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Jul 9, 2014
Liam Plunkett started the proceedings after tea by going round the wicket. As in the previous session, the results were immediate. The field was strange. A short leg, a short square, a leg gully, a short mid-wicketand a silly-point. Rahane fended at a short one and it popped up to drop just short of Alastair Cook at silly-point. Two balls later, another one popped up off a strangely miscued pulloff the toe-end of the bat, and this time Cook latched on as if his life depended on it. The 32 runs wereoften a tale of struggle and pain.
MS Dhoni countered the strange field with a flurry of pull shots, few of them properly timed, none of them resulting in runs, but it got the leg gully pushed back by some yards. He got off the mark with a forcing back foot shot, unnamed in the cricketing dictionary, into the large empty expanses in the off side. He followed it with two bottom-hand heavy punches through the off-side, and a four steered to the third-man boundary.
Meanwhile, Vijay advanced to 99 with a superb on-drive off Stuart Broad. A nervy period followed with the opening batsman negotiating 13 dot balls, a large number of them testing short deliveries by Liam Plunkett. Ben Stokes was put on, and Vijay demonstrated slight signs of impatience. A quiet word from his captain sedated the butterflies in his stomach. He played out five dot balls that spoke as much about his character as all the glorious strokes around the wicket.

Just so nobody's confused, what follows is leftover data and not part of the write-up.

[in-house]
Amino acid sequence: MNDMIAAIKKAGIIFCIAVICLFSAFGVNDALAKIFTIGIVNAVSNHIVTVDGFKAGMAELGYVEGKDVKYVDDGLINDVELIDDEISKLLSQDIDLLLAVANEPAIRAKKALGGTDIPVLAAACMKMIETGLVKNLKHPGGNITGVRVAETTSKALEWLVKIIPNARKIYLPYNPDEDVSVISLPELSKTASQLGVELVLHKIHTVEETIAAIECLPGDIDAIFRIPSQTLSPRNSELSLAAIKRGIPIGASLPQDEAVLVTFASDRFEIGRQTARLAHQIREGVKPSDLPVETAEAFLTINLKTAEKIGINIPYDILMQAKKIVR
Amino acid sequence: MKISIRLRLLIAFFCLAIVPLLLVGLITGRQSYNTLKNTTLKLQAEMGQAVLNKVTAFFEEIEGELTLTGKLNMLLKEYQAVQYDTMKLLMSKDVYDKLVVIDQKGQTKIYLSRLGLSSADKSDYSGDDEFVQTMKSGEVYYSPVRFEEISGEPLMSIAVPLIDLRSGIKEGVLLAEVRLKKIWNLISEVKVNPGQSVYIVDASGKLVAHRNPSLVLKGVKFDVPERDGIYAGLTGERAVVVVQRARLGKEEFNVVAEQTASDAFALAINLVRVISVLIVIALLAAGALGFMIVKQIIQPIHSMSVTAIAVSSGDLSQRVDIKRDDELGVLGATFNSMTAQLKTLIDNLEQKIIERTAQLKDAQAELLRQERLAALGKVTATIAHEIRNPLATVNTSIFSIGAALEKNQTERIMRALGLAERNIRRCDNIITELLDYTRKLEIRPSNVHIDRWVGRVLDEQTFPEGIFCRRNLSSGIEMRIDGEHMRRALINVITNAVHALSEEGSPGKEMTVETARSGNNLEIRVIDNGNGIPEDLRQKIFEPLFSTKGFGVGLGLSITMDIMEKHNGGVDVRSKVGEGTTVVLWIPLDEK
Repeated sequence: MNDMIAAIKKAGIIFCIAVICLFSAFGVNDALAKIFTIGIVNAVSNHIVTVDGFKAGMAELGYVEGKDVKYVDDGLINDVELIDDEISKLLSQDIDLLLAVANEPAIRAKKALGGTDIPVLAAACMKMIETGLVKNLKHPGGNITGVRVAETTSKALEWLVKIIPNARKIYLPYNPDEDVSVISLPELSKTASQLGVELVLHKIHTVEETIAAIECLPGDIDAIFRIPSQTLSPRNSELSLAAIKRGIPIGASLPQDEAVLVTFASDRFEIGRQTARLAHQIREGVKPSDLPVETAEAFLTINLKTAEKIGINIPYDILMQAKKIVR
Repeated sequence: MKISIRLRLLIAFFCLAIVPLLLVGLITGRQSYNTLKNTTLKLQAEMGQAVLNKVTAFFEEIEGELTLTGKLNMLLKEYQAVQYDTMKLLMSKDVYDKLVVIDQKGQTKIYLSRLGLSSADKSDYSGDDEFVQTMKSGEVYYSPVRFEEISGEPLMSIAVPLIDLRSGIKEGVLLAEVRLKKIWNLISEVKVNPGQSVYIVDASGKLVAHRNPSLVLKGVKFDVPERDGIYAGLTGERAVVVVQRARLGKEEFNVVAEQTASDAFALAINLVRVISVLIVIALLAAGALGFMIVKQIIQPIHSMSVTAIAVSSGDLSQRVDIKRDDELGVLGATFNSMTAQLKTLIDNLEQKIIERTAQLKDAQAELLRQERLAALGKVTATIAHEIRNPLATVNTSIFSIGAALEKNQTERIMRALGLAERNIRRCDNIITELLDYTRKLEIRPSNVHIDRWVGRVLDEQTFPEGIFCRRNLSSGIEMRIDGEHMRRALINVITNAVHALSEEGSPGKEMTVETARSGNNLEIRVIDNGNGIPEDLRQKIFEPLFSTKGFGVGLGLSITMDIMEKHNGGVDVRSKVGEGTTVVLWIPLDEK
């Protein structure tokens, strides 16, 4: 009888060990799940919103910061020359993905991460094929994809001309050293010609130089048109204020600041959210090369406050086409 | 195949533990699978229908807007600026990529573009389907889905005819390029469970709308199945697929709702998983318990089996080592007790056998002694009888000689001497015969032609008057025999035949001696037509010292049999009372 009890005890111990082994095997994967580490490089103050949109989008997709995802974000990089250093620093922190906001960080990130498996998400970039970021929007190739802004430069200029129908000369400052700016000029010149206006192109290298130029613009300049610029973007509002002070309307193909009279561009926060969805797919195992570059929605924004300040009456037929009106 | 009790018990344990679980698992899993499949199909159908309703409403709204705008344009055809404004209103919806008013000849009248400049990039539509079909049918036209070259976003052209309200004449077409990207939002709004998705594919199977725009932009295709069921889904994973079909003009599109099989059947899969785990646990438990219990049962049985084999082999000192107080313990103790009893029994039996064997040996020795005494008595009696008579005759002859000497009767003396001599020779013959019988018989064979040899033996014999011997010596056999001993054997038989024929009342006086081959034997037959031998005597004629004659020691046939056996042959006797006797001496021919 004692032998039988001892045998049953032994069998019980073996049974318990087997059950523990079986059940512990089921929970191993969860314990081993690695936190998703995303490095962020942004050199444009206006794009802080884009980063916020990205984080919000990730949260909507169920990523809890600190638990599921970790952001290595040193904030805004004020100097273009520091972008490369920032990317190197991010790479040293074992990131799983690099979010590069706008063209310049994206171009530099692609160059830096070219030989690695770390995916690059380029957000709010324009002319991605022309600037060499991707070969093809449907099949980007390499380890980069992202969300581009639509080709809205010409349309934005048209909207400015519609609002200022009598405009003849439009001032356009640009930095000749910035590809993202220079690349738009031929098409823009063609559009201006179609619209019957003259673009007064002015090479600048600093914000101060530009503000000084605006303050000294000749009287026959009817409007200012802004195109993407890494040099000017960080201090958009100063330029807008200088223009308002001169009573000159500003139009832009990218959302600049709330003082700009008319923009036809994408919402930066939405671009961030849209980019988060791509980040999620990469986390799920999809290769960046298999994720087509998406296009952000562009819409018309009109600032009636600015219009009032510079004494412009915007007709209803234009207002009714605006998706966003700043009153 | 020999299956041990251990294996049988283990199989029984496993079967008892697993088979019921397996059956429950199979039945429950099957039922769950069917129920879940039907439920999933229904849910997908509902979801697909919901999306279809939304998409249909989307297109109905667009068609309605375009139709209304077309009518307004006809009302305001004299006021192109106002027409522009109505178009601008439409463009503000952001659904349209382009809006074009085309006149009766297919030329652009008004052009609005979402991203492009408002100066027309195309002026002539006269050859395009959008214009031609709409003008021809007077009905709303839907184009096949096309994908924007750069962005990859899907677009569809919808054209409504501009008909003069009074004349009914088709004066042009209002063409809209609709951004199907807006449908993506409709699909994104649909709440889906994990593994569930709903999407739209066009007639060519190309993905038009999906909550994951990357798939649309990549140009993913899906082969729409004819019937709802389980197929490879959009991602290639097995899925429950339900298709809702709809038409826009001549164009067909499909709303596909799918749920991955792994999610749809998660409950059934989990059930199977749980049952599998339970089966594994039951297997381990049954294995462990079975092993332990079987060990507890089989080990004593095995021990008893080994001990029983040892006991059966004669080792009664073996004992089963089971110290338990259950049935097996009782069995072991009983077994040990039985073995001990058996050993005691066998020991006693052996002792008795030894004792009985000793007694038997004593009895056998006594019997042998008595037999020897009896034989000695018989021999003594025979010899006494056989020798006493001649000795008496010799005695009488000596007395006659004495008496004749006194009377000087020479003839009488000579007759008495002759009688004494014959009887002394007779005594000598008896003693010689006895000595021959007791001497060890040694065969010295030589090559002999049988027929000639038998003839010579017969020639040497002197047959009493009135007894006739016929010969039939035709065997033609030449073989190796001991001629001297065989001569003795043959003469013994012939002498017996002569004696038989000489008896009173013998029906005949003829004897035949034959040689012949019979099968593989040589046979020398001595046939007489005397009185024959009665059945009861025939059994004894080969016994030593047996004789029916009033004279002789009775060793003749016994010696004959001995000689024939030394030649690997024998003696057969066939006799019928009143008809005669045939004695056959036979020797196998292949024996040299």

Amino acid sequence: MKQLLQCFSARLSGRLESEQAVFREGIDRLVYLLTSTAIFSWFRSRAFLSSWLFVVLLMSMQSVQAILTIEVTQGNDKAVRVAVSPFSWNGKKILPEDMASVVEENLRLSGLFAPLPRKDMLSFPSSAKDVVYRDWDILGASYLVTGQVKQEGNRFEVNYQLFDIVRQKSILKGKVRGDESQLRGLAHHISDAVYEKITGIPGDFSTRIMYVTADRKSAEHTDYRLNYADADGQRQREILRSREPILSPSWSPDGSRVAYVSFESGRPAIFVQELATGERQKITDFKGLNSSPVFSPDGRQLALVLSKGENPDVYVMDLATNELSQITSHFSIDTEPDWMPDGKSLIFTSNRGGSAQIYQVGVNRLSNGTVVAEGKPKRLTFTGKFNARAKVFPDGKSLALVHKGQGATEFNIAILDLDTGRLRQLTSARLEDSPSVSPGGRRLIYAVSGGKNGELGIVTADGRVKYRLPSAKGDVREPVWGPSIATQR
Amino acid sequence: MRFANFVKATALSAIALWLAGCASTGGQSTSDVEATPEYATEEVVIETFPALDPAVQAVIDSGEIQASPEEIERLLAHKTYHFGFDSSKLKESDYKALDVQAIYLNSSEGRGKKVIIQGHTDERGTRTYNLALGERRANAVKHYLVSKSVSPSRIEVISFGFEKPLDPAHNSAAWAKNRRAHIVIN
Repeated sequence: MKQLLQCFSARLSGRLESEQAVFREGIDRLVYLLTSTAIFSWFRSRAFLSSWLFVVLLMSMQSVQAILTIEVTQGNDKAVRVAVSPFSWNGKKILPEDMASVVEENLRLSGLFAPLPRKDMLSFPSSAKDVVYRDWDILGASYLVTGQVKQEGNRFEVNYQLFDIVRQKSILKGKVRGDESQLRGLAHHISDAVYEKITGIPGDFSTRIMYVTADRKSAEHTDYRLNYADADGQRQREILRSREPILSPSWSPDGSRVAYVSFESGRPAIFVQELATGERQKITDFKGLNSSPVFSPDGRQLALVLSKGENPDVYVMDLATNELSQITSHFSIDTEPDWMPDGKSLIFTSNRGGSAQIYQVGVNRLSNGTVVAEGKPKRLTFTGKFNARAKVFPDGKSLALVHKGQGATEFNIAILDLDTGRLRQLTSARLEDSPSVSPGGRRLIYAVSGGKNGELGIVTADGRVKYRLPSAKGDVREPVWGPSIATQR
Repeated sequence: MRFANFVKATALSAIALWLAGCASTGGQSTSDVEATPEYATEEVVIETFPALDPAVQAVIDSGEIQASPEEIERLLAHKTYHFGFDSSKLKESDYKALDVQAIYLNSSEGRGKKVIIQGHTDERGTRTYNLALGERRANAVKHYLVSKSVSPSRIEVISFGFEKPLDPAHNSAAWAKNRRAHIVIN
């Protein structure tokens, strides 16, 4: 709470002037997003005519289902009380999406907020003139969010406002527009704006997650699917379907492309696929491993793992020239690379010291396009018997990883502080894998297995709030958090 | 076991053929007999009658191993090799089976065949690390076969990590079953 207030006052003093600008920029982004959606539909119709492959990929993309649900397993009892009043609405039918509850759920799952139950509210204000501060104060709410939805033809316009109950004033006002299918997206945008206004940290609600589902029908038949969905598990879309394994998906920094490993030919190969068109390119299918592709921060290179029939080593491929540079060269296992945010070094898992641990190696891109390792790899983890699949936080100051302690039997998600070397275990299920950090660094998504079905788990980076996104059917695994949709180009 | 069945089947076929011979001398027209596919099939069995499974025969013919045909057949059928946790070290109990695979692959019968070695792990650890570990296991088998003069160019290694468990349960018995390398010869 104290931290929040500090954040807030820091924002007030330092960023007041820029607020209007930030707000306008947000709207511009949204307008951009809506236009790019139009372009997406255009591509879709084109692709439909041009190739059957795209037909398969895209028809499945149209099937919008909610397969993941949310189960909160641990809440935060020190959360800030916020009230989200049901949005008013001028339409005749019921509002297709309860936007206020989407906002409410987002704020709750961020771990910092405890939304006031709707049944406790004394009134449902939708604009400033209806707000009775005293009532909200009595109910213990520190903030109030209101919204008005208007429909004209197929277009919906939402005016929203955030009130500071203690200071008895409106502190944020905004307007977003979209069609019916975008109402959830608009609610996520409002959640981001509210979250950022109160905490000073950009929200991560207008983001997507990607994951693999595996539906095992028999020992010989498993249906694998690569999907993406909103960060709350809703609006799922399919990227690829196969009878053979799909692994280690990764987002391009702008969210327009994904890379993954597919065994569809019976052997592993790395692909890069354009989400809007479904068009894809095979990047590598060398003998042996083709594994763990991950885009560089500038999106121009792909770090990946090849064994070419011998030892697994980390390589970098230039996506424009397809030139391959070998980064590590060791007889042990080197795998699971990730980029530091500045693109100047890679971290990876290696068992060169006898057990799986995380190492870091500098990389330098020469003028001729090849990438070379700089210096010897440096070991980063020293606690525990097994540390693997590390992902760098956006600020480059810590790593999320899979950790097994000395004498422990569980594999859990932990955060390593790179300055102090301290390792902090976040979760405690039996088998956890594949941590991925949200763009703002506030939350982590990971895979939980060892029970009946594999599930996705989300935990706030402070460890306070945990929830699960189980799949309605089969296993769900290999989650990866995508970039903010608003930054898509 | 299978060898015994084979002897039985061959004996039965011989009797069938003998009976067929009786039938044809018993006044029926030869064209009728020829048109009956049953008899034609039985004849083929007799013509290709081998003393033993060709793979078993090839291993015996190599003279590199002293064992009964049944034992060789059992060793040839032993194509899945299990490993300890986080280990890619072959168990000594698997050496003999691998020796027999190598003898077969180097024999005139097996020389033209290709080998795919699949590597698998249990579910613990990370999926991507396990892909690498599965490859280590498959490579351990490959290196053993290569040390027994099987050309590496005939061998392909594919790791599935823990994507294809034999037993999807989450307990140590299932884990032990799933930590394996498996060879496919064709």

Finally he turned Anderson to the on-side for a sharply scampered single. His eyes looked up in alarm as he turned to check whether his captain had reached safely at the other end. And then the bat was raised with relief. The time taken for is second fifty – 146 in contrast to 68 for the first – tells us of his resilience and adaptability.
Anderson continued, with seven men in the off side, four of them in the ring in rather unusual positions. There was no option for the bowler but to bowl outside the off. And Vijay, following his staunch principle throughout the day, shouldered arms repeatedly.For a moment, his patience did waver and the edge fell short of Cook at slip. The lack of pace in the wicket had been the saviour.